[whatwg] Footnotes, endnotes, sidenotes

Lachlan Hunt lachlan.hunt at lachy.id.au
Tue Oct 31 07:04:57 PST 2006

Ian Hickson wrote:
>>> * note and reference for footnotes, endnotes, and sidenotes (not 
>>>  aside in “HTML5”)
> If anyone has any ideas on this, please post them to the list. (The 
> CSS group is also looking at footnotes closely.)

It would useful to look at previous work and discussion on this issue.


Also, Wikipedia's markup for footnotes is good example of current 
practice and also a good use case for them.

This example came from the HTML article.

<sup id="_ref-0" class="reference"><a style="" href="#_note-0" 

<ol class="references">
<li id="_note-0"><b><a href="#_ref-0" title="">^</a></b> <cite 
class="book" style="font-style: normal;">Raggett, Dave (1998). <i><a 
href="http://www.w3.org/People/Raggett/book4/ch02.html" class="external 
text" title="http://www.w3.org/People/Raggett/book4/ch02.html">Raggett 
on HTML 4</a></i>. Addison-Wesley, chap. 2: A history of HTML. <a 
class="internal">ISBN 0-201-17805-2</a>.</cite></li>

The actual wiki markup might be a useful reference too.


As for sidenotes, the markup you've used in the spec are good examples:

<p class=issue>This section on the
   <code><a href="#tabindex0">tabindex</a></code> attribute needs to be
   checked for backwards-compatibility.

<span class=issue>We could make this into a string value that acts
   as a Hint for why the command is disabled.</span>

> One thing to consider when  looking at footnotes is "would the 
> title="" attribute handle this use case as well as what I'm 
> proposing?". If the answer is "yes", or "almost", then it's probably 
> not a good idea to introduce the new feature.

I really don't think so.  There are accessibility and usability issues 
with the title attribute.

* Screen readers don't read the title attribute by default.
* Tooltips are inaccessible (in current implementations) to keyboard 
users, they require hovering with a mouse.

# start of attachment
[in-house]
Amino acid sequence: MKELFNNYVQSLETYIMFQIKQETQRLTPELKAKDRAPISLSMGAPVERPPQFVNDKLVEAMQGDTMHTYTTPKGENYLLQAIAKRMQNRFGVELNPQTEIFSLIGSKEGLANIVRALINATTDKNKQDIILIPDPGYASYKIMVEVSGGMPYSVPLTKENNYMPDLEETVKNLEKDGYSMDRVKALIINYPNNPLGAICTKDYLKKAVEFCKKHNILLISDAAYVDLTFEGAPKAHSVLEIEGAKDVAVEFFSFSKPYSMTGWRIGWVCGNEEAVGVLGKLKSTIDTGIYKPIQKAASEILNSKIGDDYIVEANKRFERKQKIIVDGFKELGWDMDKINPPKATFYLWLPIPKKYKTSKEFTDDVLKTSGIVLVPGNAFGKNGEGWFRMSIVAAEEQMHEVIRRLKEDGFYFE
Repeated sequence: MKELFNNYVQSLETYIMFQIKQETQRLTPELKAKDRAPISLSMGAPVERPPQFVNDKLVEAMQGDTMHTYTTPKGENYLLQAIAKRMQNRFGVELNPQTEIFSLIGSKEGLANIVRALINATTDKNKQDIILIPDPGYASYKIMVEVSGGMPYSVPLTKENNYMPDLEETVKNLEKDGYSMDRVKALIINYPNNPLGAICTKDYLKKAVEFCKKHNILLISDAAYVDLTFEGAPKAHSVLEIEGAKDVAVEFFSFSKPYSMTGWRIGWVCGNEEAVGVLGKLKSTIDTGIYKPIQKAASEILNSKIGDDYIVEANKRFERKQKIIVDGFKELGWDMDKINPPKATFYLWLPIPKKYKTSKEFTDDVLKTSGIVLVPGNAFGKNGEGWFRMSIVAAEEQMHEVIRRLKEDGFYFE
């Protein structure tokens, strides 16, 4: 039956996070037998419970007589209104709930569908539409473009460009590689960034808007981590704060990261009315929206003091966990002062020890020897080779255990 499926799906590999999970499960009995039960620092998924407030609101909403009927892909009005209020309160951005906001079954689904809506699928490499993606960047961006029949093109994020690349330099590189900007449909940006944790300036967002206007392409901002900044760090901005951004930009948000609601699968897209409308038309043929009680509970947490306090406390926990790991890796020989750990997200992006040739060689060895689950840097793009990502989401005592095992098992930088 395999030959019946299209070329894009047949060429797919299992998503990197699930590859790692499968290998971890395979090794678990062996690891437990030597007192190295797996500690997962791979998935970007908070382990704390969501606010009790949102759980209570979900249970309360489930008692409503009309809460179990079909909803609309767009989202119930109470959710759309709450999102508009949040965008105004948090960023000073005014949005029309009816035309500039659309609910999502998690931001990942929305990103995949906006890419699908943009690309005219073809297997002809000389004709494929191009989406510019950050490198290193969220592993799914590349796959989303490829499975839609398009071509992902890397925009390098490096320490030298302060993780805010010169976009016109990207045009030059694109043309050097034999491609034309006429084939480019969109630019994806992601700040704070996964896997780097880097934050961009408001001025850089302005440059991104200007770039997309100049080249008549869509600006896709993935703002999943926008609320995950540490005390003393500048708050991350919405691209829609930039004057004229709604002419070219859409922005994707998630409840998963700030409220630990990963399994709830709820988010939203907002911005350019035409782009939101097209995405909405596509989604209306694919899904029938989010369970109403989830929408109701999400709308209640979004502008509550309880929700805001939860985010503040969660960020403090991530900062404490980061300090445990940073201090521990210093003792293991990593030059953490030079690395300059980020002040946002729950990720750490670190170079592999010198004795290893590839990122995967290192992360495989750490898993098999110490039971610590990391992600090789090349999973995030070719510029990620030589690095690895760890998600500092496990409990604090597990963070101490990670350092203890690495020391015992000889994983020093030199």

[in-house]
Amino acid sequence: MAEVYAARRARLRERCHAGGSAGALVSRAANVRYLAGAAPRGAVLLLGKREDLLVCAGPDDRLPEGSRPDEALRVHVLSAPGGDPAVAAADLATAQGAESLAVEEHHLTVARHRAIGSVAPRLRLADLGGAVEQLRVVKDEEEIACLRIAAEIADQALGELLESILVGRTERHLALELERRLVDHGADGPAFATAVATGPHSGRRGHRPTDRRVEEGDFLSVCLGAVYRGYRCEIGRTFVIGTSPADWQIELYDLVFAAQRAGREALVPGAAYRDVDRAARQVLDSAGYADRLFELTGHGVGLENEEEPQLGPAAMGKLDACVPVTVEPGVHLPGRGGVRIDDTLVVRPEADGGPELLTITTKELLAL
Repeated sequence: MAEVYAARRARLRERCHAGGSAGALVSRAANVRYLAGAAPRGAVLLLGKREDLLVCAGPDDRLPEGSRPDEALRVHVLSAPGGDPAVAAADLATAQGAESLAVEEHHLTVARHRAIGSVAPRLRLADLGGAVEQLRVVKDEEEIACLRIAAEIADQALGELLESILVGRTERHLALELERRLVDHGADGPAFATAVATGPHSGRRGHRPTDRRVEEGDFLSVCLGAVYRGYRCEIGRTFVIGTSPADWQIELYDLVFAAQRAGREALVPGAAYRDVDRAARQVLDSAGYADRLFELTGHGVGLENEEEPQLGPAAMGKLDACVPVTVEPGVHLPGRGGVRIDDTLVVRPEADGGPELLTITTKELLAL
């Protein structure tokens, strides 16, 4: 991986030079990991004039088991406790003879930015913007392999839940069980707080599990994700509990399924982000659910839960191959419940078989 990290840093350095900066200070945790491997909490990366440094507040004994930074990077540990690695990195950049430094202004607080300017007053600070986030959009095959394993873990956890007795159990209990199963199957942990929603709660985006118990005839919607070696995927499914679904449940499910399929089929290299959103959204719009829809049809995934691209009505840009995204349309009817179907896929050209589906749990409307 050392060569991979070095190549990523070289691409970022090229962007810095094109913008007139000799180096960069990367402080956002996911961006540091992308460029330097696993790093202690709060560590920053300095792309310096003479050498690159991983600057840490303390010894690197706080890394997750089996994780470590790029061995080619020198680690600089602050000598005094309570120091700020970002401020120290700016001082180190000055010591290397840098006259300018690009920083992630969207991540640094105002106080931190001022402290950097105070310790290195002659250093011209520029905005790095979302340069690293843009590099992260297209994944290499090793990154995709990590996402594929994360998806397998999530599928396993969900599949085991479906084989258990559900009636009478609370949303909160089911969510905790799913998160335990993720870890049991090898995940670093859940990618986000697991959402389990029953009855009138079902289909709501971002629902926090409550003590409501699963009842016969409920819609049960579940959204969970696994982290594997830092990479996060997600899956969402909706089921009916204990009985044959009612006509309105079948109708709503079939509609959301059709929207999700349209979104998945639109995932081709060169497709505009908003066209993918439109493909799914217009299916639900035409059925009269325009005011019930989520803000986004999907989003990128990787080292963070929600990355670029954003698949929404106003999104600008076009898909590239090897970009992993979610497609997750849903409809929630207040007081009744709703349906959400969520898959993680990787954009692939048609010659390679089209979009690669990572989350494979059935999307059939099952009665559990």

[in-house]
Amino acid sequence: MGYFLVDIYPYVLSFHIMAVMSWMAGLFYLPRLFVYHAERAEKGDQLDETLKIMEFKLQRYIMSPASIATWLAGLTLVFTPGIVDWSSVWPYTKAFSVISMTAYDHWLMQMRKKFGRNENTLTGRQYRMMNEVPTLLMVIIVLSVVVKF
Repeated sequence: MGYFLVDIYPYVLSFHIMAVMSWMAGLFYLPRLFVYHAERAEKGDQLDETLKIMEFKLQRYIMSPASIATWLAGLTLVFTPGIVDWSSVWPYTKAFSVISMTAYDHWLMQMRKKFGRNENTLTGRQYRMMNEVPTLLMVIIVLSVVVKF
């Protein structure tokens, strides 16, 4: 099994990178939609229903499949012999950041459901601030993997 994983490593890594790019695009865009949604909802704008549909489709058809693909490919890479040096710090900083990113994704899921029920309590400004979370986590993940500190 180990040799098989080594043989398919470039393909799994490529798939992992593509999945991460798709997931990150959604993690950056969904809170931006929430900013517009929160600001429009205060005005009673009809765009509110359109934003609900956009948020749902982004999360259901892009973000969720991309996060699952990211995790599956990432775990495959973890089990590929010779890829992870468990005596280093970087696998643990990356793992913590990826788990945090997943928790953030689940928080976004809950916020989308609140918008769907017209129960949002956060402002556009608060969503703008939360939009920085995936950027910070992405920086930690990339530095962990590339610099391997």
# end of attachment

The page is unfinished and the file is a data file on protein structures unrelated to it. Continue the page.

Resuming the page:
* Users have no clear way of identifying which content has a tool tip, 
except for maybe abbr and acronym (which get a dotted border in FF).
* It's also limited to plain text, when even the example from wikipedia 
contains additional markup.

The first 3 issues could possibly be addressed by changing the 
rendering, but how do you identify a regular title attribute from one 
intended to be a footnote?  Would it be appropriate for all of them to 
be treated as footnotes?  I don't think so.

James Graham wrote:
> I think and distinction between footnotes, sidenotes and endnotes is 
> basically presentational and whilst we should try to ensure that 
> markup+CSS can create all three appearances we shouldn't treat them 
> distinctly.

I agree that the distinction between footnotes and endnotes is just 
presentational.  But I'm not so sure about sidenotes.  We'd really need 
to look at books that make use of them and see on what basis authors 
actually decide to use footnotes or sidenotes.  Do some authors use 
footnotes and sidenotes in the same book, or they exclusively choose one 
over the other based solely on presentation?

Also, it wouldn't particularly matter if footnotes ended up being 
rendered as endnotes in printed media (which is how exisiting browsers 
render the wikipedia-style markup) but it would be nice if browsers 
could render them as footnotes at the bottom of each page.

Lachlan Hunt

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